Every guidebook covering Barcelona mentions champagneries with the emphasis that it is simply unthinkable not to visit to at least one of them. If you haven’t been to a champagnery, you haven’t been to Barcelona. It turned out that everything wasn’t so transparent as it seemed, but rather dramatic. I could locate only two champagneries: the very El Xampanyeria in the Old Town and Can Paixano closer to La Barceloneta. The first one left me completely indifferent at the sight of the tourist crowd loaded with magnets, while the second one caught me by the buzz of locals; so twice we attempted to get in.
This task is rather complicated for a first-timer. As soon as you turn to Reina Cristina Street, on either side of the street you can see a long tight line. First time we left right off: two ‘royal’ people, but there was not enough place for us? A line? And waiting not even for a new iPhone? Second time, I got inspired by the Spanish conquistadors and decided to get inside at all costs. Well, it means, I just passed the crowd and came in. There is no line, just people hanging out on the street, and this has nothing to do with the access system.
For neatniks and snobs from the sterile Minsk, Can Paixano looks horrible, it’s such a hellhole, a nest of vice, where there is not a single stool, one has to wrestle at the bar counter, the only menu hangs on the wall and isn’t in English, and if the bartender doesn’t understand you, then this is your problem, not his. Does everyone swear? Complain? No. It’s like a super tight party in the kitchen of your friend, where friends and acquaintances came from all over the world.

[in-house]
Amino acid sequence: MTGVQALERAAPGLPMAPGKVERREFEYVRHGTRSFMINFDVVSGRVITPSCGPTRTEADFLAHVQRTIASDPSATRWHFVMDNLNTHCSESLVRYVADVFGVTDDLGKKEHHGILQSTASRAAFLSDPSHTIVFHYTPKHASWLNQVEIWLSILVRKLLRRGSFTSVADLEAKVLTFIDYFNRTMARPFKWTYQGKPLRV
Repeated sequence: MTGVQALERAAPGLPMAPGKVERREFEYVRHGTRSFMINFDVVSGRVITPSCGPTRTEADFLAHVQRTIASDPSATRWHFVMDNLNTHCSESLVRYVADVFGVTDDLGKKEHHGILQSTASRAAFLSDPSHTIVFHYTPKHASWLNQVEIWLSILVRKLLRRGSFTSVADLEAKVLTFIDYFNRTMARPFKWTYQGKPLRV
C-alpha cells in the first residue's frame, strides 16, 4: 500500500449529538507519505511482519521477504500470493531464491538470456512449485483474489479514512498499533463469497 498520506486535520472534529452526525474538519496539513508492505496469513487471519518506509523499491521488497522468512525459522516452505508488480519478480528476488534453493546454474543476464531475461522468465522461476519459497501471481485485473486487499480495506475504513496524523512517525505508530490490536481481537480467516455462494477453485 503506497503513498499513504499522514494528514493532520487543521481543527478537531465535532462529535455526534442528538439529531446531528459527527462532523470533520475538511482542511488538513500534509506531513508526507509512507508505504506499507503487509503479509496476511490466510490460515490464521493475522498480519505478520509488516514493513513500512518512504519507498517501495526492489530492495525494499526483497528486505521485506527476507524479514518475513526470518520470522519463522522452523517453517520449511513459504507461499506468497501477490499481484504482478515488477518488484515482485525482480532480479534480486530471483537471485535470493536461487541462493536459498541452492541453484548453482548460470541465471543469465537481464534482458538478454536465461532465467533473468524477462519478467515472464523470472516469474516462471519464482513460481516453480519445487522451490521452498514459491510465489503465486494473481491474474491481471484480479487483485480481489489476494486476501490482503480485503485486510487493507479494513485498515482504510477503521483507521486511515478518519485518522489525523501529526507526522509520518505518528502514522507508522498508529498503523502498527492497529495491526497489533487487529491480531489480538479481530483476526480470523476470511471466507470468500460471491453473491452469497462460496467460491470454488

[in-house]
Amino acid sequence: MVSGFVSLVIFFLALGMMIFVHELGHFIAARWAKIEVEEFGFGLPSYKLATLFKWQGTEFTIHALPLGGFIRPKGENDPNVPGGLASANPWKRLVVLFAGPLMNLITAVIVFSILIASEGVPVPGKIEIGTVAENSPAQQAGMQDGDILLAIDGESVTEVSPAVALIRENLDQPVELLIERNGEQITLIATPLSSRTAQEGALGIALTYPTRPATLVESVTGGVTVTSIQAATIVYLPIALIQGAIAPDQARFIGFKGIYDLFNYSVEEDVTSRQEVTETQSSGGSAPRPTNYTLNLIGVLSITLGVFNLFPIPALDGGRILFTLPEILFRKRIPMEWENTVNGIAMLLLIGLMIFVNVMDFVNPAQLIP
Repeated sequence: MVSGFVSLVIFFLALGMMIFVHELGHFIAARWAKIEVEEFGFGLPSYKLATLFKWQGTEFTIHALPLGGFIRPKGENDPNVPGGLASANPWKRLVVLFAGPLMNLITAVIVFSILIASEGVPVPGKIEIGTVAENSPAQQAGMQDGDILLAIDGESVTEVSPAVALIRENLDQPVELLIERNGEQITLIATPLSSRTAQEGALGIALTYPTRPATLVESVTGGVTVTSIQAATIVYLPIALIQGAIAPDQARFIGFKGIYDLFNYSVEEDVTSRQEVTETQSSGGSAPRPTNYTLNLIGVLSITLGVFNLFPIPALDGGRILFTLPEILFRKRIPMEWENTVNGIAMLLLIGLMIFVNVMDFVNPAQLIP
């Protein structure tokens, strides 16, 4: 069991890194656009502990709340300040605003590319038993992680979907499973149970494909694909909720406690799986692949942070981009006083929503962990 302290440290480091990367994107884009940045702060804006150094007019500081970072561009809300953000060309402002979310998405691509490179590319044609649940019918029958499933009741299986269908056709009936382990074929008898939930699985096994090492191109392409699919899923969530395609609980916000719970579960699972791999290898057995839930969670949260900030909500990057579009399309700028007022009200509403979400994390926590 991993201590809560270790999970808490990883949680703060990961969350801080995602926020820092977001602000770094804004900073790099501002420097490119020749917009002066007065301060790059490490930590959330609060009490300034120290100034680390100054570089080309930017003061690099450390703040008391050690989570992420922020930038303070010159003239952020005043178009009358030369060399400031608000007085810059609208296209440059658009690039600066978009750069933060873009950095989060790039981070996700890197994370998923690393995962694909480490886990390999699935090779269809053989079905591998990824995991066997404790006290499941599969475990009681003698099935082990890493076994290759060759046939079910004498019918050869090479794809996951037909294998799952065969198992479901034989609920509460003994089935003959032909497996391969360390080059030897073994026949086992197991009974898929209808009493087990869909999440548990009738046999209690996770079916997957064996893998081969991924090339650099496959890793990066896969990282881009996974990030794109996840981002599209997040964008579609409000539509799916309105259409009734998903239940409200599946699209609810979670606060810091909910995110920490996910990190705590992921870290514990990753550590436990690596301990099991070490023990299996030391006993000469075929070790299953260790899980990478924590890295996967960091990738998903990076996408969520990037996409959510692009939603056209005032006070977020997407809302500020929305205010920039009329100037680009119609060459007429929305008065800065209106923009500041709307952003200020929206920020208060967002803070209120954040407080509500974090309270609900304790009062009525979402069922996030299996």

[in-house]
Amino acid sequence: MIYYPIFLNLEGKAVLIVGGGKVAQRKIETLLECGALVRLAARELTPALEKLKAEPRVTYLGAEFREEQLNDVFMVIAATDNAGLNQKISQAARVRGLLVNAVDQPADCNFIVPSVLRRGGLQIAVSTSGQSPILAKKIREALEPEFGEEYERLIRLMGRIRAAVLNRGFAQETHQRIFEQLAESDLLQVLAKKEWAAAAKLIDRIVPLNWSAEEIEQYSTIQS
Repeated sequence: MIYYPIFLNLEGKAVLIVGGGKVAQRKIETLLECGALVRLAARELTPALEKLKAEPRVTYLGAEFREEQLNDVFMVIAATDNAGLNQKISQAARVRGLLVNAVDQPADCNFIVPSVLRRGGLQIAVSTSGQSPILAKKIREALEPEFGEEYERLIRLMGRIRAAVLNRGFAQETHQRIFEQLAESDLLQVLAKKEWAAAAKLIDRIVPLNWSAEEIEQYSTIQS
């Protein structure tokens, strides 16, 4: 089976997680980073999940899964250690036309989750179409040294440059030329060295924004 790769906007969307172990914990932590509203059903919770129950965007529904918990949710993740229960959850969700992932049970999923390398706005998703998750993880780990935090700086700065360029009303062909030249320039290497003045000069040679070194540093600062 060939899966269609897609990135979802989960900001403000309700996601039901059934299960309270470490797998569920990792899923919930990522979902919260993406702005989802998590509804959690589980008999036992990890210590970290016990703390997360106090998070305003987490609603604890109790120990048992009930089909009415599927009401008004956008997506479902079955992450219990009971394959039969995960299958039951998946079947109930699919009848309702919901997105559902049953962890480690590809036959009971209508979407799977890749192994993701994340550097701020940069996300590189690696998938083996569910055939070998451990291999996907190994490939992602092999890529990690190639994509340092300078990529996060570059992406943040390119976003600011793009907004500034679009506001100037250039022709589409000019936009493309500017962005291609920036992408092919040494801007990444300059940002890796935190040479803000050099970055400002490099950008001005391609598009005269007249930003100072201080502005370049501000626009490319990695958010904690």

It’s easy to get along with the bartender, the main trick is to shout “Cava!” distinctly, you don’t even need to specify which one, you can show the quantity that you need with your fingers. In the nick of time glasses will appear in front of you, the green glass of a bottle will flash in the air – and voilà – your glass is not just full, you want to slurp from it straight away without even lifting it up from the counter. As is common in Spanish bars, food lies right over the counter, behind glass compartments, usually it’s delicious and picturesque tapas, but in this instance it’s raw meat: chicken, beef – but once again ‘hit-and-miss’ method works. Randomly point a finger at the meat you want your sandwich with – and it’s done.
A sandwich appears in your hand in about three minutes, piping hot (right at the counter there is a brazier) and it’s huge, wrapped in paper, no silverware needed; a new sandwich evokes the genuine interest of the new guests, they ask: “What’s that? What’s that thing you holding?” New connections are pouring like cava. Someone from the back passes six empty glasses, they pile up on the empty space on the counter, just a moment later, there are seven more. You are surrounded by smoke and noise, the counter is sticky, but it feels so good – you spin into the crowd, and you don’t even count glasses, especially since the price is just 1.2 euros.
Carrer de la Reina Cristina 7, Barcelona
Mon-Sat 09:00 a.m. – 10:30 p.m.
Sun – closed
A glass of cava – 1.2 euros, a sandwich with chicken – 2. 85 euros